3. CW Golfs permalink
    October 12, 2011 10:13 PM

    This is great idea and actually, quite close to the way I currently practice. After a few warm ups with a wedge, and mid-iron, I do the following: If I have specific knowledge of a course and know I will be playing there soon, I’ll play all 18 holes when I’m at the range. Driver – 7 iron; 3 wood – wedge; etc. I find it to be a really good prep for the event.

  4. Lance Ebeling permalink
    October 13, 2011 9:51 PM

    great insight.
    look forward to learning more about how to be the most productive with your practice time.

    Important question:
    what microbrews would u recommend for “post-round practice.”

  5. October 14, 2011 12:47 AM

    I love it! I used to work at a range and watch people only bring their driver and get a large bucket. “I just need help with my driver and I would score so much better”. Just the simple act of hitting a few ‘playing mode’ chips, pitches and putts before teeing off is so beneficial.
    Keep it up Andrew!

    John, PGA

    • October 14, 2011 7:38 PM

      Thanks John – it’s amazing how much improvement can be made by practicing the right way,

  6. October 14, 2011 11:34 PM

    Why do you have a picture of a goat trail at the top of your blog?

    JC, PGA

  7. October 18, 2011 6:48 PM

    Andy,
    Great work. I totally agree with you but as you well know getting players to practice like this is difficult. Most golfers want to practice with their favorite clubs and when they are hitting the ball well will continue to hit not only the same club, but the same shot, over and over. I know I am guilty of this myself. Great practice involves getting as close to a game like situation as possible and trying to pull off desired shots under a certain amount of pressure. Playing short game challenges around a green or calling your shots against an opponent is a great way to do this. This works particularly well after a short game or shot shaping “swing practice” session. I have even gone as far as having a College player I work with, play his home course on the range and talk about each shot he has to hit and then what the likely outcome would be for the shot if he had struck it on the course. When you take this to it’s simplest form, I know we all became pretty good putters in our younger days by spending hours playing against each other on the putting green at the Muni and not standing hitting the same 6 footer 100 times over…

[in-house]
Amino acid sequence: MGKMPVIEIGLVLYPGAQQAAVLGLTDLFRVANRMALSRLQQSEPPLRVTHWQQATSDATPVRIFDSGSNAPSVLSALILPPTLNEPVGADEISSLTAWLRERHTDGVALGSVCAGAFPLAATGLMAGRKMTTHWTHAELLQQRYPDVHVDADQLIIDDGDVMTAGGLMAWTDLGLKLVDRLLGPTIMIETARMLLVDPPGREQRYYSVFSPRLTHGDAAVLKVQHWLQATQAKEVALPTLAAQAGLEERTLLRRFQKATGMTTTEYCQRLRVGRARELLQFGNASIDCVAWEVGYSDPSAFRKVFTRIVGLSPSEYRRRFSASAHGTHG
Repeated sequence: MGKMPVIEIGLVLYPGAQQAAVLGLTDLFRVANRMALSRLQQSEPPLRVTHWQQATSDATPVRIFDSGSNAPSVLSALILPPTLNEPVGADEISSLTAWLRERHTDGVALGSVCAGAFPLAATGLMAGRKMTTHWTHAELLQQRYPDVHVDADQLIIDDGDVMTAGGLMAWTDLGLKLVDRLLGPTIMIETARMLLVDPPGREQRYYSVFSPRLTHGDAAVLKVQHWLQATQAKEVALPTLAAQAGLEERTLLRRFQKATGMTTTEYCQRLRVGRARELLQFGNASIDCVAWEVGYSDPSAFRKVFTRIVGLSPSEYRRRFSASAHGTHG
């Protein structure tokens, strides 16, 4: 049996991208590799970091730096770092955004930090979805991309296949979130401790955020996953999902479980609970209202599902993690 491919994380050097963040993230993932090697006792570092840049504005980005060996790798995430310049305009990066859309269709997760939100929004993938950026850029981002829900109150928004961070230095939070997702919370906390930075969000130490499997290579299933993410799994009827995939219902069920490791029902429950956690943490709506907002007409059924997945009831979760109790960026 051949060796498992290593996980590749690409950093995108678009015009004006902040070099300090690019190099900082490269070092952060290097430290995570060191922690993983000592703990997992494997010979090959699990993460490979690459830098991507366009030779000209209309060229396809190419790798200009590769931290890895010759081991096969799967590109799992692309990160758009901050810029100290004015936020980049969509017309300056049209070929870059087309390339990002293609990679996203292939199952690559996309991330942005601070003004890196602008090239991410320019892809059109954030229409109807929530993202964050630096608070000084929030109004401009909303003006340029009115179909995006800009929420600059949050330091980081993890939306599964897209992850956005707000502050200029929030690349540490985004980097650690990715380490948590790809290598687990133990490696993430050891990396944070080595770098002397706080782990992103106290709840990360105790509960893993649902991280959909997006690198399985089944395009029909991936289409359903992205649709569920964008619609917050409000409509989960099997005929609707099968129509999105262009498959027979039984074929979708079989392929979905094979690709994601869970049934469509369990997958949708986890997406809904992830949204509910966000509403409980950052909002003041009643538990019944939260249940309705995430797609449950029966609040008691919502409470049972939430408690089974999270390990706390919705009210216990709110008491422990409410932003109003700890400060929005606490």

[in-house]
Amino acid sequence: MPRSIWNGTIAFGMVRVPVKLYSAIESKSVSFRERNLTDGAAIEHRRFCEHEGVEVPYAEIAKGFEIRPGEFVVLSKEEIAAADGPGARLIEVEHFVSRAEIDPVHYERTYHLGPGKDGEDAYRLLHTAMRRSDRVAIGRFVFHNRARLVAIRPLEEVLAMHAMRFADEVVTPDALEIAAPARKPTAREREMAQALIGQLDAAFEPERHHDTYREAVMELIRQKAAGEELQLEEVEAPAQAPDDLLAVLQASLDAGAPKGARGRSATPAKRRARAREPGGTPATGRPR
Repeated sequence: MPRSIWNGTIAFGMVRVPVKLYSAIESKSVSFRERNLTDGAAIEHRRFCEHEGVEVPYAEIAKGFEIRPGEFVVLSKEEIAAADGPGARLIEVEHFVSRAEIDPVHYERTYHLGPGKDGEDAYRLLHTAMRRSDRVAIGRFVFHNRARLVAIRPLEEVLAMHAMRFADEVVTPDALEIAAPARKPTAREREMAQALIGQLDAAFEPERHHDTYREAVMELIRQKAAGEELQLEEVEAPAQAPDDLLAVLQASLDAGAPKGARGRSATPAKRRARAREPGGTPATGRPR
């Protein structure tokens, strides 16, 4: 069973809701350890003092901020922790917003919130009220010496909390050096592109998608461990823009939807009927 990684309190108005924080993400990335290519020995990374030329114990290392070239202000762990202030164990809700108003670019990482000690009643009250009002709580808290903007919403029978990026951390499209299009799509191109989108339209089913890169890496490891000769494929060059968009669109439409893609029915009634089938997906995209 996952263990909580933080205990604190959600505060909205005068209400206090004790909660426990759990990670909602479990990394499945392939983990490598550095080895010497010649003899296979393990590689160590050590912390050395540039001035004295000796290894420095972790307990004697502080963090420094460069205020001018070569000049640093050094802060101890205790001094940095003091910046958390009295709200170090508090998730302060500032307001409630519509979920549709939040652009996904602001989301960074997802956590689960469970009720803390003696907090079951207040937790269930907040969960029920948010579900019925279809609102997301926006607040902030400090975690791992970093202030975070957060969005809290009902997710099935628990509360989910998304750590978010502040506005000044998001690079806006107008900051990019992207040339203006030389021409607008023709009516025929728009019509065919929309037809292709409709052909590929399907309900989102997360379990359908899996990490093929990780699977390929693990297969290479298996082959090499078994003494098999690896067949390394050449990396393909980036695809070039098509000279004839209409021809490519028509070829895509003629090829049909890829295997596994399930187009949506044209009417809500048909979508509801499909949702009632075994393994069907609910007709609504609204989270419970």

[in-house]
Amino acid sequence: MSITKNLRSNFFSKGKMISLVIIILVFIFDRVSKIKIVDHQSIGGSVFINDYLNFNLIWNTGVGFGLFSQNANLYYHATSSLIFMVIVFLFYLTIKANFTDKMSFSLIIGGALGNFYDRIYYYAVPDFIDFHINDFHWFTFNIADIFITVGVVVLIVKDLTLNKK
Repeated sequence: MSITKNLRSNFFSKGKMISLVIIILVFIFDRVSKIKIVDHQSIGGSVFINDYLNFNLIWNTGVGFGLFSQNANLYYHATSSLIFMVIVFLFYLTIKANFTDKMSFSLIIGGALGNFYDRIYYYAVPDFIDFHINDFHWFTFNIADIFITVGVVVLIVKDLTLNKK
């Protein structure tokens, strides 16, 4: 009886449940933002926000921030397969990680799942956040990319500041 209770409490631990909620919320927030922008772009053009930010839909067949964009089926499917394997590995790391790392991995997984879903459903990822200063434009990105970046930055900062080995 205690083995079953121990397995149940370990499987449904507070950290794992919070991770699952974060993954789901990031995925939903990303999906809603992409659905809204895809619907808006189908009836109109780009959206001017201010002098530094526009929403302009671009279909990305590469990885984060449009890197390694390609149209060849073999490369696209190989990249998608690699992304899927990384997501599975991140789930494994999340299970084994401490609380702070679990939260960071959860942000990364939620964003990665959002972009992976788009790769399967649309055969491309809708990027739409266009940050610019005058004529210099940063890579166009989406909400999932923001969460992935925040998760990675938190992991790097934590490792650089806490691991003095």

Keep up the good work pal.
    Lockie